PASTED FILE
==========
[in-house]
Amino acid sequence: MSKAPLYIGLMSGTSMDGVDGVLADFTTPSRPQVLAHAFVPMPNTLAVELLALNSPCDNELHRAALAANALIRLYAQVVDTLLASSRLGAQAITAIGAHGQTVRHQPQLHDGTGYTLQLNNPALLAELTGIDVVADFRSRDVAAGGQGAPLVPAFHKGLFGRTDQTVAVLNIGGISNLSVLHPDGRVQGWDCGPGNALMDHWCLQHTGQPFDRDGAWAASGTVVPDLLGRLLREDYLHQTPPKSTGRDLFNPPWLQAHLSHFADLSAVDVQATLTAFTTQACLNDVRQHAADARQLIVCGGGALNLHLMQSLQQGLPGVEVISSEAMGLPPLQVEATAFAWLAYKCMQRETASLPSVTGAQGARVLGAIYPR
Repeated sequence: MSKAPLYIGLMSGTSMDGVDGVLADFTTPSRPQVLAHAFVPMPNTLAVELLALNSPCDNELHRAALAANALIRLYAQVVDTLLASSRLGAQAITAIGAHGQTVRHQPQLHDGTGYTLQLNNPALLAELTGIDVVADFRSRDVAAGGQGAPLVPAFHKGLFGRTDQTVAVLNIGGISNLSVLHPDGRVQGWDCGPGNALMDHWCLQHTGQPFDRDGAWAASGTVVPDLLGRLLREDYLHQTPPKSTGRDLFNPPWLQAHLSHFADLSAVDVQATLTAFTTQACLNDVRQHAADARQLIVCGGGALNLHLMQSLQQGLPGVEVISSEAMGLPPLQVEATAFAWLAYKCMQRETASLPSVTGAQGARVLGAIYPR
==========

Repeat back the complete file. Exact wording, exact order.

[in-house]
Amino acid sequence: MSKAPLYIGLMSGTSMDGVDGVLADFTTPSRPQVLAHAFVPMPNTLAVELLALNSPCDNELHRAALAANALIRLYAQVVDTLLASSRLGAQAITAIGAHGQTVRHQPQLHDGTGYTLQLNNPALLAELTGIDVVADFRSRDVAAGGQGAPLVPAFHKGLFGRTDQTVAVLNIGGISNLSVLHPDGRVQGWDCGPGNALMDHWCLQHTGQPFDRDGAWAASGTVVPDLLGRLLREDYLHQTPPKSTGRDLFNPPWLQAHLSHFADLSAVDVQATLTAFTTQACLNDVRQHAADARQLIVCGGGALNLHLMQSLQQGLPGVEVISSEAMGLPPLQVEATAFAWLAYKCMQRETASLPSVTGAQGARVLGAIYPR
Repeated sequence: MSKAPLYIGLMSGTSMDGVDGVLADFTTPSRPQVLAHAFVPMPNTLAVELLALNSPCDNELHRAALAANALIRLYAQVVDTLLASSRLGAQAITAIGAHGQTVRHQPQLHDGTGYTLQLNNPALLAELTGIDVVADFRSRDVAAGGQGAPLVPAFHKGLFGRTDQTVAVLNIGGISNLSVLHPDGRVQGWDCGPGNALMDHWCLQHTGQPFDRDGAWAASGTVVPDLLGRLLREDYLHQTPPKSTGRDLFNPPWLQAHLSHFADLSAVDVQATLTAFTTQACLNDVRQHAADARQLIVCGGGALNLHLMQSLQQGLPGVEVISSEAMGLPPLQVEATAFAWLAYKCMQRETASLPSVTGAQGARVLGAIYPR